China to hit mobility giant Didi with a $1B fine

China to hit mobility giant Didi with a $1B fine
Ryan is a senior editor at TechForge Media with over a decade of experience covering the latest technology and interviewing leading industry figures. He can often be sighted at tech conferences with a strong coffee in one hand and a laptop in the other. If it's geeky, he’s probably into it. Find him on Twitter: @Gadget_Ry

Chinese authorities are set to hit mobility giant Didi with a $1 billion fine, a move that could end a torrid period for the firm.

Didi has been in the spotlight of the Chinese government after the company raised $4 billion from selling its stocks in New York.

Beijing launched a data security probe into Didi in the days after its New York Stock Exchange (NYSE) listing; claiming that it was “illegally collecting user data”. However, both the country’s regulators and Didi failed to elaborate on what data was illegally being collected.

Listing on the NYSE involves potentially sharing data with US regulators. Didi has around 500 million annual users.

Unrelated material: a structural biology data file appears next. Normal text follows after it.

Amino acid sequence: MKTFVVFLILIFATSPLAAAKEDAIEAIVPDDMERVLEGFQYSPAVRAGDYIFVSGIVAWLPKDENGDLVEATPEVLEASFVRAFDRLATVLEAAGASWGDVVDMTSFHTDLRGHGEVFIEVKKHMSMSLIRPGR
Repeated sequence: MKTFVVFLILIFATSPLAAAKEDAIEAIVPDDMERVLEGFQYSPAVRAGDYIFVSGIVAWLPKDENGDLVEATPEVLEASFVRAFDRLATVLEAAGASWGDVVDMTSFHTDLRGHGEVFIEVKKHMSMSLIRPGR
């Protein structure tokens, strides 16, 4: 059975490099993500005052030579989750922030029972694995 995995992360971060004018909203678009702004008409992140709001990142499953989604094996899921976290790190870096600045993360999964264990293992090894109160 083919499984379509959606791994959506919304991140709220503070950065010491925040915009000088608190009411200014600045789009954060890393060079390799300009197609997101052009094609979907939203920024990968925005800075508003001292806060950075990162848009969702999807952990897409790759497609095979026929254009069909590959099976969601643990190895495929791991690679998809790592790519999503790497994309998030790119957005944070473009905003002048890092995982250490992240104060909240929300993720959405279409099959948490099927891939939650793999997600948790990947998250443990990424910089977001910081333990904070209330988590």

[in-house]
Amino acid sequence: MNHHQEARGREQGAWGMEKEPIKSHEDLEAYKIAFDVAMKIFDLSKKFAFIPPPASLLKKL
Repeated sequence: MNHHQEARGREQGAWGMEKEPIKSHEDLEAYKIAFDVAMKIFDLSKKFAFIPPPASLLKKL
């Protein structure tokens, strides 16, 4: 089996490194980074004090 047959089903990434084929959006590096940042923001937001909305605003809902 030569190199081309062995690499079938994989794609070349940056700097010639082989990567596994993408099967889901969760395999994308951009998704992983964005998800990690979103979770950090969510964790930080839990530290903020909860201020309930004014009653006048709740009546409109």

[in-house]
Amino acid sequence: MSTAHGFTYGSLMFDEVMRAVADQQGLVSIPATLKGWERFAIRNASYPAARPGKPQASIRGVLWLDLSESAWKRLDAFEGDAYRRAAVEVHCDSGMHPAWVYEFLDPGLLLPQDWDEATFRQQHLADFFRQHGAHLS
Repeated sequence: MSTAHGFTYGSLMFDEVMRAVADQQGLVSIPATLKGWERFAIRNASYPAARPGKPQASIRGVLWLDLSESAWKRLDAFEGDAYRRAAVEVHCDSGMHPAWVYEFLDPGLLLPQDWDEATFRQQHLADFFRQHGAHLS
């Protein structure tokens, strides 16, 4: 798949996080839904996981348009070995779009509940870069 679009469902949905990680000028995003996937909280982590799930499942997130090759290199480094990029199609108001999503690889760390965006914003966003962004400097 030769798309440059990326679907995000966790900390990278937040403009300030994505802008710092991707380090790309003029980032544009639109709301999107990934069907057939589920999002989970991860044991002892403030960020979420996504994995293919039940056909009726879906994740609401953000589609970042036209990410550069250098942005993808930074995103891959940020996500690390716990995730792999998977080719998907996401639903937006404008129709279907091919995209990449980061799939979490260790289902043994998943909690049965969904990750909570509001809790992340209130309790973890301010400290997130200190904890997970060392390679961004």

The potential for US authorities to probe such a large dataset appears to have caused some concern in China. While it probed the company, Chinese authorities forced local app stores to delist Didi’s app.

Unlike many Western countries, China is not a nation historically associated with strong data protection practices. However, Beijing has increased its probing of data practices in recent years.

In April 2020, China’s relatively new Cybersecurity Review Office – housed within the country’s internet regulator, the Cyberspace Administration of China – had its roles defined as part of the ‘Measures for Cybersecurity Review’. Further cybersecurity measures came into effect in February 2022.

The new Cybersecurity Review Office appears to have made an example of Didi to show that it will take action against any company that fails to assure the regulator that data will be protected.

However, in a memo of an “expert meeting” shared among Didi’s investors, an executive for the firm said the company stores all its China data and that it’s “absolutely not possible” that it passed data to US authorities.

It’s hard not to wonder if the real intention of the clampdown is to make Chinese firms think twice before listing in the US. TikTok owner ByteDance has already put an indefinite hold on its plans for a US listing.

Didi, for its part, will be hoping that payment of the $1 billion fine will finally put the situation behind it.

(Image Credit: Didi Global)

Related: Didi halts plans to launch its robotaxis in the UK and Europe

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